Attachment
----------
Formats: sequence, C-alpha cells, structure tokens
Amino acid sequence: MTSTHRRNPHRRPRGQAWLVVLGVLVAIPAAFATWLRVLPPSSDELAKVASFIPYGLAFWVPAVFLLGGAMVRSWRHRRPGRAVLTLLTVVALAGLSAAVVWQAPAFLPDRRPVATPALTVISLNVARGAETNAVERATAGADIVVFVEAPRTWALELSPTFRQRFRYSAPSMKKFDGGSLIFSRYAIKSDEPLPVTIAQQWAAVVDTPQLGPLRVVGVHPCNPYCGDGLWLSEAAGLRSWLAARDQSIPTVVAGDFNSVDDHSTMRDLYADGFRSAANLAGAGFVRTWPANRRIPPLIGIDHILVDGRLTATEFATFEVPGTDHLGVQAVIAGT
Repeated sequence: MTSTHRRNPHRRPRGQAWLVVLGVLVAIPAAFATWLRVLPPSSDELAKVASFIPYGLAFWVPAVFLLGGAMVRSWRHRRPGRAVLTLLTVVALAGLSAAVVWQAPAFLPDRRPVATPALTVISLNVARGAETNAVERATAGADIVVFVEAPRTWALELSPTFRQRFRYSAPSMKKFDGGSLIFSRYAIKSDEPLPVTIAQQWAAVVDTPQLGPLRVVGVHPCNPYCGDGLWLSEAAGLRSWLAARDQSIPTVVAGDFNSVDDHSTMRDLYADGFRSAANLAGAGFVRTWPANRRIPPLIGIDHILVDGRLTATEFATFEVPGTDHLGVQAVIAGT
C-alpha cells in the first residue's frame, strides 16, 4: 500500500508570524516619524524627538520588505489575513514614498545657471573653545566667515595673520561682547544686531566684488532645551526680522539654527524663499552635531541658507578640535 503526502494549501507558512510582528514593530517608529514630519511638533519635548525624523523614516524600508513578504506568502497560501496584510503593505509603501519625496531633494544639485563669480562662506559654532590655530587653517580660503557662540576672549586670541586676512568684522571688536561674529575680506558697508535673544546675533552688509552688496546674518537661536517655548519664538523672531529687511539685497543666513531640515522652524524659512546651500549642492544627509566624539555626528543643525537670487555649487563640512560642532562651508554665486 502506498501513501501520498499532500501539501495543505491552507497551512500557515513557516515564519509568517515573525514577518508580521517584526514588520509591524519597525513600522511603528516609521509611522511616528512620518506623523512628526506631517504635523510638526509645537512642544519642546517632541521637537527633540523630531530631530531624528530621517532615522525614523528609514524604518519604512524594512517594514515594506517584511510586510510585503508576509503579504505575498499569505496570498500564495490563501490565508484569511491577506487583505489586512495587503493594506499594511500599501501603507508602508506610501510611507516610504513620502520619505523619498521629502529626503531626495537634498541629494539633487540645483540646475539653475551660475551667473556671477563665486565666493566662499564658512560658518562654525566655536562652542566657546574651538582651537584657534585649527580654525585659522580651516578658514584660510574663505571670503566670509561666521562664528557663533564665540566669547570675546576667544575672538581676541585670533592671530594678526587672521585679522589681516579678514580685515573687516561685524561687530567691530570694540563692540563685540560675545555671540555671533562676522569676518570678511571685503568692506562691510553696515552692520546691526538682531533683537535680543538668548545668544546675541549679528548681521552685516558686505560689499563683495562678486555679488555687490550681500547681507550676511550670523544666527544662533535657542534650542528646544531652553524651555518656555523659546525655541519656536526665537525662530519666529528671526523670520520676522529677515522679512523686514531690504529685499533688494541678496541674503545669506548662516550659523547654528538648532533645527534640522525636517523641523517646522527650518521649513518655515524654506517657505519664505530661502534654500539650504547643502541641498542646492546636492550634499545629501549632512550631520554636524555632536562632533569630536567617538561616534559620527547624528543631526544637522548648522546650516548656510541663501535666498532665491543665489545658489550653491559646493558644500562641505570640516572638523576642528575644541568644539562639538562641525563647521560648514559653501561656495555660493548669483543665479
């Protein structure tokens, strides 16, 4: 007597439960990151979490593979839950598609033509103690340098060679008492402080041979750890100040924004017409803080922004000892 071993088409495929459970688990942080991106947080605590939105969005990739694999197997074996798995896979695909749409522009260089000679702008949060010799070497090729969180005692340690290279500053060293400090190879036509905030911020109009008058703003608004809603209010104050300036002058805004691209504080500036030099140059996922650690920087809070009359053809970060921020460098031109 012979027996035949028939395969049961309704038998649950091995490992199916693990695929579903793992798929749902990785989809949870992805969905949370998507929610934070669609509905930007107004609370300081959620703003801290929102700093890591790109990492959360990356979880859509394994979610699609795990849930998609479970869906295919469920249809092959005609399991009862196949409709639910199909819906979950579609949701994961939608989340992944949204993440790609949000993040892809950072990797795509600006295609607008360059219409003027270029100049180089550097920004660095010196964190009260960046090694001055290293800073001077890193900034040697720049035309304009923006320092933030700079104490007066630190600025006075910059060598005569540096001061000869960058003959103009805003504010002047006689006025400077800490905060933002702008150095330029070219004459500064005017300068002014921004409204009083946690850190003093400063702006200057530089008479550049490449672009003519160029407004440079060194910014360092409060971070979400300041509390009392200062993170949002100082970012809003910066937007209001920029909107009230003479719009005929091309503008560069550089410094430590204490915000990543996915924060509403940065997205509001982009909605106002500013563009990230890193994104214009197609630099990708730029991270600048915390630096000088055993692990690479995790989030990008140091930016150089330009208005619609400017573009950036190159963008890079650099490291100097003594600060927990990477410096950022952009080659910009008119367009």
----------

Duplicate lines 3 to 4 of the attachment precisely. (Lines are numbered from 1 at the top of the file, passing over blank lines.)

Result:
Repeated sequence: MTSTHRRNPHRRPRGQAWLVVLGVLVAIPAAFATWLRVLPPSSDELAKVASFIPYGLAFWVPAVFLLGGAMVRSWRHRRPGRAVLTLLTVVALAGLSAAVVWQAPAFLPDRRPVATPALTVISLNVARGAETNAVERATAGADIVVFVEAPRTWALELSPTFRQRFRYSAPSMKKFDGGSLIFSRYAIKSDEPLPVTIAQQWAAVVDTPQLGPLRVVGVHPCNPYCGDGLWLSEAAGLRSWLAARDQSIPTVVAGDFNSVDDHSTMRDLYADGFRSAANLAGAGFVRTWPANRRIPPLIGIDHILVDGRLTATEFATFEVPGTDHLGVQAVIAGT
C-alpha cells in the first residue's frame, strides 16, 4: 500500500508570524516619524524627538520588505489575513514614498545657471573653545566667515595673520561682547544686531566684488532645551526680522539654527524663499552635531541658507578640535 503526502494549501507558512510582528514593530517608529514630519511638533519635548525624523523614516524600508513578504506568502497560501496584510503593505509603501519625496531633494544639485563669480562662506559654532590655530587653517580660503557662540576672549586670541586676512568684522571688536561674529575680506558697508535673544546675533552688509552688496546674518537661536517655548519664538523672531529687511539685497543666513531640515522652524524659512546651500549642492544627509566624539555626528543643525537670487555649487563640512560642532562651508554665486 502506498501513501501520498499532500501539501495543505491552507497551512500557515513557516515564519509568517515573525514577518508580521517584526514588520509591524519597525513600522511603528516609521509611522511616528512620518506623523512628526506631517504635523510638526509645537512642544519642546517632541521637537527633540523630531530631530531624528530621517532615522525614523528609514524604518519604512524594512517594514515594506517584511510586510510585503508576509503579504505575498499569505496570498500564495490563501490565508484569511491577506487583505489586512495587503493594506499594511500599501501603507508602508506610501510611507516610504513620502520619505523619498521629502529626503531626495537634498541629494539633487540645483540646475539653475551660475551667473556671477563665486565666493566662499564658512560658518562654525566655536562652542566657546574651538582651537584657534585649527580654525585659522580651516578658514584660510574663505571670503566670509561666521562664528557663533564665540566669547570675546576667544575672538581676541585670533592671530594678526587672521585679522589681516579678514580685515573687516561685524561687530567691530570694540563692540563685540560675545555671540555671533562676522569676518570678511571685503568692506562691510553696515552692520546691526538682531533683537535680543538668548545668544546675541549679528548681521552685516558686505560689499563683495562678486555679488555687490550681500547681507550676511550670523544666527544662533535657542534650542528646544531652553524651555518656555523659546525655541519656536526665537525662530519666529528671526523670520520676522529677515522679512523686514531690504529685499533688494541678496541674503545669506548662516550659523547654528538648532533645527534640522525636517523641523517646522527650518521649513518655515524654506517657505519664505530661502534654500539650504547643502541641498542646492546636492550634499545629501549632512550631520554636524555632536562632533569630536567617538561616534559620527547624528543631526544637522548648522546650516548656510541663501535666498532665491543665489545658489550653491559646493558644500562641505570640516572638523576642528575644541568644539562639538562641525563647521560648514559653501561656495555660493548669483543665479